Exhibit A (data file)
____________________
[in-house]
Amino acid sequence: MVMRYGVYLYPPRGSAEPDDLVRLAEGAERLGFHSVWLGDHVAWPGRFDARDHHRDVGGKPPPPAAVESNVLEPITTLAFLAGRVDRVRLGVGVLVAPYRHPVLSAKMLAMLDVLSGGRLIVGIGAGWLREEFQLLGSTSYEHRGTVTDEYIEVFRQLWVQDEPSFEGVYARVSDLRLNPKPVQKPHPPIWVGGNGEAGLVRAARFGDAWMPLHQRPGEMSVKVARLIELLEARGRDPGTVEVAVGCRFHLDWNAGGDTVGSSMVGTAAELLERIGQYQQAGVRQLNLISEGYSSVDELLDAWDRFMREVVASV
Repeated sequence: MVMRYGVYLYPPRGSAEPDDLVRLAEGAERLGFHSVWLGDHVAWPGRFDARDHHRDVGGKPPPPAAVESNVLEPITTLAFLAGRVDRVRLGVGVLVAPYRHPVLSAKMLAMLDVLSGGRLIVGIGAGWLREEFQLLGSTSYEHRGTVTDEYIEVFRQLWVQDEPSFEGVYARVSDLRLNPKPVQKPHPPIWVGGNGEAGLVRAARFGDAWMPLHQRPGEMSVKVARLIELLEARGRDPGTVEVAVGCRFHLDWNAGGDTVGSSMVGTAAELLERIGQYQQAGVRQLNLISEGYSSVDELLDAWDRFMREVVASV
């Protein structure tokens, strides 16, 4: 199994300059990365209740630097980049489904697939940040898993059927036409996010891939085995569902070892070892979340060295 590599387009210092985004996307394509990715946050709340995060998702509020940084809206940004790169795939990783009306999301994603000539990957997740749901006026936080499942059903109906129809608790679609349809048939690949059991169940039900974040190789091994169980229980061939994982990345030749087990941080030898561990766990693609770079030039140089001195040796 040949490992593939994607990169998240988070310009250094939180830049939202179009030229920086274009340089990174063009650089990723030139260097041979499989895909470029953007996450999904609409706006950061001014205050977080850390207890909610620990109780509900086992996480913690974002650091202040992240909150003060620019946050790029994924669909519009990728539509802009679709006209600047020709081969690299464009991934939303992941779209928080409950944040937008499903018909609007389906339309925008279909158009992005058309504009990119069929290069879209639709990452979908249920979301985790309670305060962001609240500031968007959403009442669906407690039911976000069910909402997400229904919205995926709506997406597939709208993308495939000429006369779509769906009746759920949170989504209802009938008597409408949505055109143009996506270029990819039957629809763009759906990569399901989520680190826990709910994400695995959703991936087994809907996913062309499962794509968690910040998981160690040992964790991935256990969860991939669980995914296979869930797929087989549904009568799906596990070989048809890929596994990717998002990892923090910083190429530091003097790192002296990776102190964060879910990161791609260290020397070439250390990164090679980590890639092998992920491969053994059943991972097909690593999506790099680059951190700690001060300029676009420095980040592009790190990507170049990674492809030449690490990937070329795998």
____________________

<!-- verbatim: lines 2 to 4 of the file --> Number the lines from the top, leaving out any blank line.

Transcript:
Amino acid sequence: MVMRYGVYLYPPRGSAEPDDLVRLAEGAERLGFHSVWLGDHVAWPGRFDARDHHRDVGGKPPPPAAVESNVLEPITTLAFLAGRVDRVRLGVGVLVAPYRHPVLSAKMLAMLDVLSGGRLIVGIGAGWLREEFQLLGSTSYEHRGTVTDEYIEVFRQLWVQDEPSFEGVYARVSDLRLNPKPVQKPHPPIWVGGNGEAGLVRAARFGDAWMPLHQRPGEMSVKVARLIELLEARGRDPGTVEVAVGCRFHLDWNAGGDTVGSSMVGTAAELLERIGQYQQAGVRQLNLISEGYSSVDELLDAWDRFMREVVASV
Repeated sequence: MVMRYGVYLYPPRGSAEPDDLVRLAEGAERLGFHSVWLGDHVAWPGRFDARDHHRDVGGKPPPPAAVESNVLEPITTLAFLAGRVDRVRLGVGVLVAPYRHPVLSAKMLAMLDVLSGGRLIVGIGAGWLREEFQLLGSTSYEHRGTVTDEYIEVFRQLWVQDEPSFEGVYARVSDLRLNPKPVQKPHPPIWVGGNGEAGLVRAARFGDAWMPLHQRPGEMSVKVARLIELLEARGRDPGTVEVAVGCRFHLDWNAGGDTVGSSMVGTAAELLERIGQYQQAGVRQLNLISEGYSSVDELLDAWDRFMREVVASV
């Protein structure tokens, strides 16, 4: 199994300059990365209740630097980049489904697939940040898993059927036409996010891939085995569902070892070892979340060295 590599387009210092985004996307394509990715946050709340995060998702509020940084809206940004790169795939990783009306999301994603000539990957997740749901006026936080499942059903109906129809608790679609349809048939690949059991169940039900974040190789091994169980229980061939994982990345030749087990941080030898561990766990693609770079030039140089001195040796 040949490992593939994607990169998240988070310009250094939180830049939202179009030229920086274009340089990174063009650089990723030139260097041979499989895909470029953007996450999904609409706006950061001014205050977080850390207890909610620990109780509900086992996480913690974002650091202040992240909150003060620019946050790029994924669909519009990728539509802009679709006209600047020709081969690299464009991934939303992941779209928080409950944040937008499903018909609007389906339309925008279909158009992005058309504009990119069929290069879209639709990452979908249920979301985790309670305060962001609240500031968007959403009442669906407690039911976000069910909402997400229904919205995926709506997406597939709208993308495939000429006369779509769906009746759920949170989504209802009938008597409408949505055109143009996506270029990819039957629809763009759906990569399901989520680190826990709910994400695995959703991936087994809907996913062309499962794509968690910040998981160690040992964790991935256990969860991939669980995914296979869930797929087989549904009568799906596990070989048809890929596994990717998002990892923090910083190429530091003097790192002296990776102190964060879910990161791609260290020397070439250390990164090679980590890639092998992920491969053994059943991972097909690593999506790099680059951190700690001060300029676009420095980040592009790190990507170049990674492809030449690490990937070329795998």